The interior of SKF’s new headquarters is a blend of historical heritage, sustainable furnishings and influence from the surrounding natural environment.
For world-leading company SKF, the link with Gamlestaden in Gothenburg is as strong as ever. The building housing the new headquarters was formerly a central warehouse within the group, and SKF’s global operations are now managed from the same location.
Architectural firm Liljewall, which planned the remodelling on behalf of BRA Bygg and in collaboration with SKF, is also responsible for the interior design. In order to blend in with the factory premises in the area, the brick structure has been retained, while the storage rooms inside have been replaced by modern meeting rooms, activity-based office environments and communal co-working areas.
“The key to the design has been looking up and out. Through the windows can be seen red-brown brick façades, blue sky, green treetops and verdigris copper roofs. These colours are prominent throughout the building and, together with SKF’s own colour scheme, create a balance between the building and nature,” explains Katarina Söderström, lead interior architect from Liljewall.
Spacious atriums provide plenty of natural light and, together with the natural tones, contribute to a vibrant whole.
“From the entrance floor you can look up and see how the consistent colour scheme unites and links the different floors. For example, the colour of the limestone flooring is echoed in upholstery fabrics and on adjacent façades glimpsed through the expanse of windows,” continues Katarina.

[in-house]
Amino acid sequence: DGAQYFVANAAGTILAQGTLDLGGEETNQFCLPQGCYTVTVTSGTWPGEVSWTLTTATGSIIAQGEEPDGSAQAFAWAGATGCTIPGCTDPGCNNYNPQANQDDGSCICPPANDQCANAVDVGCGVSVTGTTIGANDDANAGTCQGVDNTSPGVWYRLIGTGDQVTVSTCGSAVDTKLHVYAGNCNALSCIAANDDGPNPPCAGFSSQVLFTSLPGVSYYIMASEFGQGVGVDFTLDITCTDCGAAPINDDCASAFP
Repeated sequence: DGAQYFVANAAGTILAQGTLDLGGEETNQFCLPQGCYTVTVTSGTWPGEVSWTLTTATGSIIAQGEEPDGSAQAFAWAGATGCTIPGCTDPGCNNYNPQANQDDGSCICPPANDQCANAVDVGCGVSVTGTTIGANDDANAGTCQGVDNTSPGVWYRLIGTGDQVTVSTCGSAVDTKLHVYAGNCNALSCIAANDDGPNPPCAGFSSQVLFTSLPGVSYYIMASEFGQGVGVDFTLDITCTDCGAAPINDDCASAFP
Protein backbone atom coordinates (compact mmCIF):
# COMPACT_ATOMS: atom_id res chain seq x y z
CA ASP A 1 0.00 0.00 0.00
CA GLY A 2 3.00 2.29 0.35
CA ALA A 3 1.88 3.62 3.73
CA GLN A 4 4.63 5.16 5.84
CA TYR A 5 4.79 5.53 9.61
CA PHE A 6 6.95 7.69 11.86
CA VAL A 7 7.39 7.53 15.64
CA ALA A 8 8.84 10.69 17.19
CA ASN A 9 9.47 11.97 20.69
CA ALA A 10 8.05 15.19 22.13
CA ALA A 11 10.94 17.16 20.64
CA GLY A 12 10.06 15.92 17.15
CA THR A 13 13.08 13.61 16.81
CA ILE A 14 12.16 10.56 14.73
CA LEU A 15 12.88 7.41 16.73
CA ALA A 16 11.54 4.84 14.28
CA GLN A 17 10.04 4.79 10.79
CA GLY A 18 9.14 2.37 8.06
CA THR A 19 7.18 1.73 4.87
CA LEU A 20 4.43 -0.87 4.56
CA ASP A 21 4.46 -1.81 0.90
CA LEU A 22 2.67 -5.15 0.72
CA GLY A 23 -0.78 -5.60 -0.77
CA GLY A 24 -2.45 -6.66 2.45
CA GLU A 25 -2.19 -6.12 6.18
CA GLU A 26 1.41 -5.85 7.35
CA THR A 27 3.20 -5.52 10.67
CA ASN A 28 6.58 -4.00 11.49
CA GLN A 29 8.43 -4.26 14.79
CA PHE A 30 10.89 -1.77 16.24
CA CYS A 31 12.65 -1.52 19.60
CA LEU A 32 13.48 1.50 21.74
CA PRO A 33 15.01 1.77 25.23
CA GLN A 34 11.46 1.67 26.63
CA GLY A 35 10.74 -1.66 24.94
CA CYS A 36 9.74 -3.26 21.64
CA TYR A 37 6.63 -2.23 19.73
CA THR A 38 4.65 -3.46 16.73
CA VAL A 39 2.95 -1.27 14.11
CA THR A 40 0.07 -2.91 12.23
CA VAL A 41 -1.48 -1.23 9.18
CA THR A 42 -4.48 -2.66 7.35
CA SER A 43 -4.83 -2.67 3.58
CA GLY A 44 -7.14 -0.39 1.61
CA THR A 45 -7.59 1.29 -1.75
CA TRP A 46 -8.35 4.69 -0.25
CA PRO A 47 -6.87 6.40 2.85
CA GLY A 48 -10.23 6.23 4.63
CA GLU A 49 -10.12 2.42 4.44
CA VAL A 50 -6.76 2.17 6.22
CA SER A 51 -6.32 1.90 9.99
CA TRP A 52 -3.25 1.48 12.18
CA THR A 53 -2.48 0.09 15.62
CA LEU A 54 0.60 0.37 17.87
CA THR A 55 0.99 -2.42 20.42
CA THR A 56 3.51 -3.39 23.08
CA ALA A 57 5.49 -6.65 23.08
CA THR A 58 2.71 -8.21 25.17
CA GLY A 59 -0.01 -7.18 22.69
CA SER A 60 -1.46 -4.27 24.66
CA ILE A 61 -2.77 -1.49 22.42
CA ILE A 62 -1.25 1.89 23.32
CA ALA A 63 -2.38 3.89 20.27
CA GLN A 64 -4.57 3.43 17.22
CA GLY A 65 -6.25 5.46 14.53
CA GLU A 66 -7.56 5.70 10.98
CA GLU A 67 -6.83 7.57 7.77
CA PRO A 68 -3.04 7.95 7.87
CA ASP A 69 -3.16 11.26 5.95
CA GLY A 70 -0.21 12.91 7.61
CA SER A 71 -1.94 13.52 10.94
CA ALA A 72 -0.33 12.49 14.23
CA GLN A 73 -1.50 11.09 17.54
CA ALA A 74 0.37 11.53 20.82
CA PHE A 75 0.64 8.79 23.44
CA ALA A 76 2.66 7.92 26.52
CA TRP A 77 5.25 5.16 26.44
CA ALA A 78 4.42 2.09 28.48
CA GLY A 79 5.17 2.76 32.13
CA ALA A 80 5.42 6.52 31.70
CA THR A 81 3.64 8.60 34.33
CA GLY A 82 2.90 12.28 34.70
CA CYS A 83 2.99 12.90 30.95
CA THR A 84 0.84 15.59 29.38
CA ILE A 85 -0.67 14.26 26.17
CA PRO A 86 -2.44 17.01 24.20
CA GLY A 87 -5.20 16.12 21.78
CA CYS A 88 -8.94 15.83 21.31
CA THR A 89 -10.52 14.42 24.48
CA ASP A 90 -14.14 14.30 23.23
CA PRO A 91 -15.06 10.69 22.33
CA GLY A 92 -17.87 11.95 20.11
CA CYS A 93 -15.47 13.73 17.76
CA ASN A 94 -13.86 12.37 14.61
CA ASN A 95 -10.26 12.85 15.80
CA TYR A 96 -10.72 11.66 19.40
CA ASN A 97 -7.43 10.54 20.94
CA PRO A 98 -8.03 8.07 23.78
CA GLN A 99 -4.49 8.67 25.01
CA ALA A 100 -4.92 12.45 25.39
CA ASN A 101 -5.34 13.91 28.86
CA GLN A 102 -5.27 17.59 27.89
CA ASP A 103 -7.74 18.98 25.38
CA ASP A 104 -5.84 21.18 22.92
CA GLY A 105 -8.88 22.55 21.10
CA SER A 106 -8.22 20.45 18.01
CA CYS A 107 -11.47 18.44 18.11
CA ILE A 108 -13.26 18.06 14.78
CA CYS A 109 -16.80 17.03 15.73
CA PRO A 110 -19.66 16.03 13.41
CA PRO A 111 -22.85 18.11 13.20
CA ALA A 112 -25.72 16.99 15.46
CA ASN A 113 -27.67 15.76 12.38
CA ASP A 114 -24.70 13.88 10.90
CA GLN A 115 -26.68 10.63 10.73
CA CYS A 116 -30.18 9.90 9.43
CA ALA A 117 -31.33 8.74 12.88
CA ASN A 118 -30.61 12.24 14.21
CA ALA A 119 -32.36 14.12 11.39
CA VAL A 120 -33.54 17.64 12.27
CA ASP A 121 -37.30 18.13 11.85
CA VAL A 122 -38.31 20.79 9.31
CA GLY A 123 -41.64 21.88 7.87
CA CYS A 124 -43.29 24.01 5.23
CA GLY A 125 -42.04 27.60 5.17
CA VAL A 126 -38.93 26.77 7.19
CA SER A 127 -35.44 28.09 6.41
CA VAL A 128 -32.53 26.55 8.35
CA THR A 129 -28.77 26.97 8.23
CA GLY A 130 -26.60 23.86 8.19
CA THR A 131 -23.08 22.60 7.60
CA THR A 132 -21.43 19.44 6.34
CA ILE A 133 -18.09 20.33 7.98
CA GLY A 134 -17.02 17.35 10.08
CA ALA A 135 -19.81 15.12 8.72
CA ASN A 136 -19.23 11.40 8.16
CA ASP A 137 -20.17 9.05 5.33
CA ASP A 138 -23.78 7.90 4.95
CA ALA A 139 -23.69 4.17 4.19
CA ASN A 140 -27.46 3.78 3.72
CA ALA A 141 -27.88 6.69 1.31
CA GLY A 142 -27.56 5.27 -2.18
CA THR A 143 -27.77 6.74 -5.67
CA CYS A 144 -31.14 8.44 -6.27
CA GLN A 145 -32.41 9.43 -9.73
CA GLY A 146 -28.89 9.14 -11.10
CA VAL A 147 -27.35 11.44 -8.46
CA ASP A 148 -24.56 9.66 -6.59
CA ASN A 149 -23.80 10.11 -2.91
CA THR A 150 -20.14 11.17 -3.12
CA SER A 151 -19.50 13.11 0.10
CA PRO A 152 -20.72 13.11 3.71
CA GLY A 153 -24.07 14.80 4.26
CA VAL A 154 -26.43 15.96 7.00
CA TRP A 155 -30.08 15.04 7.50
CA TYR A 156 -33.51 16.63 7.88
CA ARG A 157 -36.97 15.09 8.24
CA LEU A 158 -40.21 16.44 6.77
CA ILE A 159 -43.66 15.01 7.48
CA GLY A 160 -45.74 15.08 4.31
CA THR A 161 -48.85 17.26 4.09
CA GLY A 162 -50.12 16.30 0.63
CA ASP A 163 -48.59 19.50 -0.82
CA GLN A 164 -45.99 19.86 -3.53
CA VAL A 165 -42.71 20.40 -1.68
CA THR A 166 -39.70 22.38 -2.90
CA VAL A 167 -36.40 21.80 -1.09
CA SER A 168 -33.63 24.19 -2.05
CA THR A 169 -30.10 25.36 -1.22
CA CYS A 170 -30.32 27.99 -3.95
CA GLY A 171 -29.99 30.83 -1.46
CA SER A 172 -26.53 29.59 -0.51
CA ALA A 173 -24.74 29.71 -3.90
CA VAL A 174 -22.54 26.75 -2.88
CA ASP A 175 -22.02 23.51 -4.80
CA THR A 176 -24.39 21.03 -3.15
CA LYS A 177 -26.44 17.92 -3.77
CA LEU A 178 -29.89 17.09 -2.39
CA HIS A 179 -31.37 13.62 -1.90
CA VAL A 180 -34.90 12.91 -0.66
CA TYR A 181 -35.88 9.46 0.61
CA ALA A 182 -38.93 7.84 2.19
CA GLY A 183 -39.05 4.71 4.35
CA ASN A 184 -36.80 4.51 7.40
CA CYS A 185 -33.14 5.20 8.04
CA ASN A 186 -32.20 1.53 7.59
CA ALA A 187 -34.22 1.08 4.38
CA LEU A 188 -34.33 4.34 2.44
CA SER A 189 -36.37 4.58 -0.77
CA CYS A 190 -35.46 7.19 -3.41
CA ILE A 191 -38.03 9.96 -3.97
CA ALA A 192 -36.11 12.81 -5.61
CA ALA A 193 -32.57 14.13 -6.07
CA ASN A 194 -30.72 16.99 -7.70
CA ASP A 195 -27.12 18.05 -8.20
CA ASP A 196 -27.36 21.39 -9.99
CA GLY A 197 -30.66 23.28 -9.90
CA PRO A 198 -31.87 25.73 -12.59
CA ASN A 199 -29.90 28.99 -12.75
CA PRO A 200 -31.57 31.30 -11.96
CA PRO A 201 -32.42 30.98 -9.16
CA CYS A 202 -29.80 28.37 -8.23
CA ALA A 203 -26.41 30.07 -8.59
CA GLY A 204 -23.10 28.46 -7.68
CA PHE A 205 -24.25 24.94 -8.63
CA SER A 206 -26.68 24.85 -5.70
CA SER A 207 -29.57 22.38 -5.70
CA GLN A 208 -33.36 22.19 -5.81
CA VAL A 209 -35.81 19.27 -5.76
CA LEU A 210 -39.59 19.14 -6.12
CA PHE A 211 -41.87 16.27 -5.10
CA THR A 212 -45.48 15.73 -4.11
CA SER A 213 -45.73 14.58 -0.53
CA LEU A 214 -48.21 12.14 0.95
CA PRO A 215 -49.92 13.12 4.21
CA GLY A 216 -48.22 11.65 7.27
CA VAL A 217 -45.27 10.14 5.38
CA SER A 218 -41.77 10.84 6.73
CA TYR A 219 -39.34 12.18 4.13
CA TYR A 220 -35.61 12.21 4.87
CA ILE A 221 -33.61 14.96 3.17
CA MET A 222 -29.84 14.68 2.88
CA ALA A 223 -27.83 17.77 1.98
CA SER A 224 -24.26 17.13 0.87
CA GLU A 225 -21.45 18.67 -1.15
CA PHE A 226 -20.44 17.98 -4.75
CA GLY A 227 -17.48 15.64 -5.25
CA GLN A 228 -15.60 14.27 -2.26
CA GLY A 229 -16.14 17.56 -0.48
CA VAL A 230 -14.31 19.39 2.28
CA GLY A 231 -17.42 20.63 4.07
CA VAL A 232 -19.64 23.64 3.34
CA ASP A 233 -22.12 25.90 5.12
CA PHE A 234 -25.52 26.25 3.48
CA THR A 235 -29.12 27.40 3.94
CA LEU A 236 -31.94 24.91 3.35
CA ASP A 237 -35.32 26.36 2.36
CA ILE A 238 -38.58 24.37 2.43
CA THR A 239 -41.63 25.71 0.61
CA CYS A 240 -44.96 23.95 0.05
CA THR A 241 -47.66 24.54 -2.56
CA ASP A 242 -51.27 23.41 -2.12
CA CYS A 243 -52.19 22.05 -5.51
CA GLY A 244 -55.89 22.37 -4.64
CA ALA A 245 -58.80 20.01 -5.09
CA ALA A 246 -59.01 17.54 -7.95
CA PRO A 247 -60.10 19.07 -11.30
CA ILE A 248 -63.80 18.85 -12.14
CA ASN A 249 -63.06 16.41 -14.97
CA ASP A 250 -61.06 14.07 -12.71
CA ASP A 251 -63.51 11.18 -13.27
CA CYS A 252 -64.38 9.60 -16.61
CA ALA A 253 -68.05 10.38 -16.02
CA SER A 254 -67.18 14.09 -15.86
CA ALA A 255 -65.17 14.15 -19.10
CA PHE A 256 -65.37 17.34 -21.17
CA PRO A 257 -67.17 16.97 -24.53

Designed for 900 employees and equipped to meet future challenges, the building also provides space to pay homage to the company’s rich industrial heritage.
“SKF’s aim was to create a building that exudes focus on the future, in a setting that retains a sense of history and origin. We kept the bare concrete pillars and used natural materials to create an interior that has great potential to exist for a hundred years to come. At the same time it’s an activity-based office where office chairs sit alongside exercise bikes and pilates balls to offer differing types of ergonomic and physical meeting options,” says Katarina.
Acclaimed office building
With a focus on circular models, clear sustainability goals and the wellbeing of the workforce, this office is the first in Sweden to achieve LEED Platinum certification for the environment and health. By retaining the shell of the building, recycling building materials, installing solar panels on the roof and reusing interior furnishings, SKF has been able to reduce its climate footprint.
“A large proportion of the office furniture, both office chairs and desks, has been reused from the old headquarters. All new furniture supplied fulfils Möbelfakta’s environmental requirements and comes almost exclusively from Nordic producers. In order to ensure a long useful life for the interior furnishings, we have made use of dependable materials such as solid wood, wool, leather and steel,” explains Linda Jorfors, project manager from Input interior, which served as turnkey supplier of interior furnishings for the project.
The aim with the headquarters is to create an attractive and flexible workplace that promotes health and wellbeing among employees. Input interior has helped to deliver a balance between functionality and aesthetics in designing a dynamic workplace that can satisfy different needs.
“All design elements in the form of furniture and interior furnishings serve a purpose. The pine panelling in the reception area is combined with furniture of the same material, creating better acoustics in the airy foyer. Similarly, the interior furnishings help in creating zones for different types of work and collaboration. Combining materials and colours with functions has been crucial for the interior,” concludes Linda.